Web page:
Worldly Perspective

By Heather Shoning
Photos by  Scot Conti Photography

A lodge-style home three rushing waterfalls, two reflecting ponds and a plethora of pine and aspen trees. The picturesque exterior is a dream. What wasn’t so ideal was the lackluster, 1970s interior that didn’t live up to the home’s potential. However, that didn’t scare away homeowners Tom and Stephanie. Throughout the couple’s life together, they’ve remodeled 20 homes, so they decided to add this one to the list.

Above: Heavy log beams tie the interior of this home to the exterior design and wooded surroundings. Custom cabinetry incorporates exposed walnut for a unique design that calls to the outdoors.

Above: Because the lot is so private, exposure was no concern for this master bath. The large window allows the homeowners to relax in a bath while enjoying the scenery. Etched aspen on the shower mimic the aspen right outside the window, blurring the line between interior and exterior.

Tearing everything down to the studs allowed the couple to rethink the entire layout. They oriented the public spaces to the back of the house so they would have easy access to the landscaped and wooded areas of the lot. “The idea was to draw the outside into the home,” says Tom. To close the chasm between inside and out, the couple included large expanses of windows and French doors throughout the home. They also incorporated an abundance of hand-carved log beams and natural stone.

Right: To accommodate their five children, Tom and Stephanie designed several areas for entertainment. This pool room looks through the bar area into the theater room. Reclaimed barn floors can be found throughout the home. The wall paneling once occupied a 19th-century bistro.

 To create a truly custom feel, the couple traveled extensively collecting beams, doors and other architectural artifacts. Visions of Afghanistan, Indonesia and Tibet grace nearly every room in the home. A quest to bring the natural beauty of the mountain surroundings into this lodge-style home resulted in an openness that spans several countries.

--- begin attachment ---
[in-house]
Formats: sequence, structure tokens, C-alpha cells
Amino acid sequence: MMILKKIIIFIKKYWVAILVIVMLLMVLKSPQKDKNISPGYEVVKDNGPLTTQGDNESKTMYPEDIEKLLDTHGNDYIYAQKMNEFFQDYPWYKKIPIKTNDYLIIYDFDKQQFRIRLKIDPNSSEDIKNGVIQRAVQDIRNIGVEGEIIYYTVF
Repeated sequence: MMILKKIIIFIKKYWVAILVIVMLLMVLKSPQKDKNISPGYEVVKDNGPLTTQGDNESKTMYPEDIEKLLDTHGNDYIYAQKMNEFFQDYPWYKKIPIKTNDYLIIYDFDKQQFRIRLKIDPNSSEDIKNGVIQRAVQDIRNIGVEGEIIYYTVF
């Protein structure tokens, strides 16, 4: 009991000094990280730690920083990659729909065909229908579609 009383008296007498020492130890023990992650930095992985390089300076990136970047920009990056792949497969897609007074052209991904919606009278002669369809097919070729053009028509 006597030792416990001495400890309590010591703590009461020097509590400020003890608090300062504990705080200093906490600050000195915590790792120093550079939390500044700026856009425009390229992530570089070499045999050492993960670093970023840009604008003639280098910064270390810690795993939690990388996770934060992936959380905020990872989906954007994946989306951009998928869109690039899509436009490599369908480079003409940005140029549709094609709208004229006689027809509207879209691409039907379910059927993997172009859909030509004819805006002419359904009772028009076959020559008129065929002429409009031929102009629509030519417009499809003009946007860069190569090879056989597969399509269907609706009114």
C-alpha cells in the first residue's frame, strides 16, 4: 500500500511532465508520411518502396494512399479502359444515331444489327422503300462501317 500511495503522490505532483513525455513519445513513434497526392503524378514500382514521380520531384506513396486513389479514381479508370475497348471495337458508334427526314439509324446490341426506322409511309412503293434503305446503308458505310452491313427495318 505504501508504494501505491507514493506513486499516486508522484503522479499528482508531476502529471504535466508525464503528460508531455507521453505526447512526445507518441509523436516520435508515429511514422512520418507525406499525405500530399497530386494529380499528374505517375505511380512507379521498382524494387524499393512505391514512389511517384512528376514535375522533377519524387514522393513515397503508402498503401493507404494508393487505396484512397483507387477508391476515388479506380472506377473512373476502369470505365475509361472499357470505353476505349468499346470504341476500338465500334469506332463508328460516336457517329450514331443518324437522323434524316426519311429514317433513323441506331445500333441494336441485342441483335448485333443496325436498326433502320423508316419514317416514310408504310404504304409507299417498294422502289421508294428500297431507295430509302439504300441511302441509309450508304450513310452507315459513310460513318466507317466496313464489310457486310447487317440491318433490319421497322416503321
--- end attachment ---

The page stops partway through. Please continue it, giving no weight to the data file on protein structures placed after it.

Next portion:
Below: This main outdoor dining area serves as an extension of the home. A snowmelt system keeps the space snow-free during the winter so it can be used year-round.

Left: This space originally served as a formal dining pavilion. Today, it is used by the children as a private retreat and a place for Stephanie to paint.

Below Right: This small, private patio is yet another outdoor living space accessible from the master suite. It’s a relaxing place for the homeowners to capitalize on the picturesque views.

 

 

 

The natural surroundings inspired nearly every design decision for this home remodel. Bringing the outside in and creating outdoor living spaces at every turn was important for this family home.

Below: Hand-carved pillars and doors with intricate mother-of-pearl and lapis inlays—retrieved from travels to the Middle East and South Asia—are eye-catching focal points in this great room. Natural stone rises from floor to ceiling for a unique wall treatment.

Right: The master suite offers several escapes to the private, outdoor living areas.

Resource
Architect: Vaughn Associates
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